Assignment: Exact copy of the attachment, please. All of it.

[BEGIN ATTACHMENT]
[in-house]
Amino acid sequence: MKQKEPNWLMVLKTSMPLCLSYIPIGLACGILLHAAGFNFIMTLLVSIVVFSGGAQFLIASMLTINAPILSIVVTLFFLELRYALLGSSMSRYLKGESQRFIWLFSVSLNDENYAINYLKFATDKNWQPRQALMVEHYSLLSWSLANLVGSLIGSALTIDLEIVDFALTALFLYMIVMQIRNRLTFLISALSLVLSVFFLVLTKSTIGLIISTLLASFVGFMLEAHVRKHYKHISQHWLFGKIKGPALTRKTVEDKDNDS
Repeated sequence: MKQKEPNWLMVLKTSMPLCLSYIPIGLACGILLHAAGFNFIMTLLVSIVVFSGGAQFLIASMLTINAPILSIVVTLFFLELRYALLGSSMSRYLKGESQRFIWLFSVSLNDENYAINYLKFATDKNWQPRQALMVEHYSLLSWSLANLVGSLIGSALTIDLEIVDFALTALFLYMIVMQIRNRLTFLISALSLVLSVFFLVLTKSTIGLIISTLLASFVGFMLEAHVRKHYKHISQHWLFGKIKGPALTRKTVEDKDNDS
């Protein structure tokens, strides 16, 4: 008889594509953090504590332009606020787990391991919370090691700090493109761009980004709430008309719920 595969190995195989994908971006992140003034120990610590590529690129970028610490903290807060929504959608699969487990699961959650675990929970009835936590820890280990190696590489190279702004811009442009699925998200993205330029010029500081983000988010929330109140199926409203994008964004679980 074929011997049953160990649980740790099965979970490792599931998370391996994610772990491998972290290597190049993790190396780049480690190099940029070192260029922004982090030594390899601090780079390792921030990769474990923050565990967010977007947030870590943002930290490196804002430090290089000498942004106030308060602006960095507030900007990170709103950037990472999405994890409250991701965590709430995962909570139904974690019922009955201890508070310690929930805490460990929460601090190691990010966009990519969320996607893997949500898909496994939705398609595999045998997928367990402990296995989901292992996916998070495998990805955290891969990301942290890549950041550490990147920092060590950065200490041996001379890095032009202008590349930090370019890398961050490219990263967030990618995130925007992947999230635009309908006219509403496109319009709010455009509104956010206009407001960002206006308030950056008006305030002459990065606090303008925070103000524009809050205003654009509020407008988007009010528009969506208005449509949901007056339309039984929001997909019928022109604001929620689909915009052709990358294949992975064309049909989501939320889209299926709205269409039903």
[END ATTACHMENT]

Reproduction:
[in-house]
Amino acid sequence: MKQKEPNWLMVLKTSMPLCLSYIPIGLACGILLHAAGFNFIMTLLVSIVVFSGGAQFLIASMLTINAPILSIVVTLFFLELRYALLGSSMSRYLKGESQRFIWLFSVSLNDENYAINYLKFATDKNWQPRQALMVEHYSLLSWSLANLVGSLIGSALTIDLEIVDFALTALFLYMIVMQIRNRLTFLISALSLVLSVFFLVLTKSTIGLIISTLLASFVGFMLEAHVRKHYKHISQHWLFGKIKGPALTRKTVEDKDNDS
Repeated sequence: MKQKEPNWLMVLKTSMPLCLSYIPIGLACGILLHAAGFNFIMTLLVSIVVFSGGAQFLIASMLTINAPILSIVVTLFFLELRYALLGSSMSRYLKGESQRFIWLFSVSLNDENYAINYLKFATDKNWQPRQALMVEHYSLLSWSLANLVGSLIGSALTIDLEIVDFALTALFLYMIVMQIRNRLTFLISALSLVLSVFFLVLTKSTIGLIISTLLASFVGFMLEAHVRKHYKHISQHWLFGKIKGPALTRKTVEDKDNDS
């Protein structure tokens, strides 16, 4: 008889594509953090504590332009606020787990391991919370090691700090493109761009980004709430008309719920 595969190995195989994908971006992140003034120990610590590529690129970028610490903290807060929504959608699969487990699961959650675990929970009835936590820890280990190696590489190279702004811009442009699925998200993205330029010029500081983000988010929330109140199926409203994008964004679980 074929011997049953160990649980740790099965979970490792599931998370391996994610772990491998972290290597190049993790190396780049480690190099940029070192260029922004982090030594390899601090780079390792921030990769474990923050565990967010977007947030870590943002930290490196804002430090290089000498942004106030308060602006960095507030900007990170709103950037990472999405994890409250991701965590709430995962909570139904974690019922009955201890508070310690929930805490460990929460601090190691990010966009990519969320996607893997949500898909496994939705398609595999045998997928367990402990296995989901292992996916998070495998990805955290891969990301942290890549950041550490990147920092060590950065200490041996001379890095032009202008590349930090370019890398961050490219990263967030990618995130925007992947999230635009309908006219509403496109319009709010455009509104956010206009407001960002206006308030950056008006305030002459990065606090303008925070103000524009809050205003654009509020407008988007009010528009969506208005449509949901007056339309039984929001997909019928022109604001929620689909915009052709990358294949992975064309049909989501939320889209299926709205269409039903």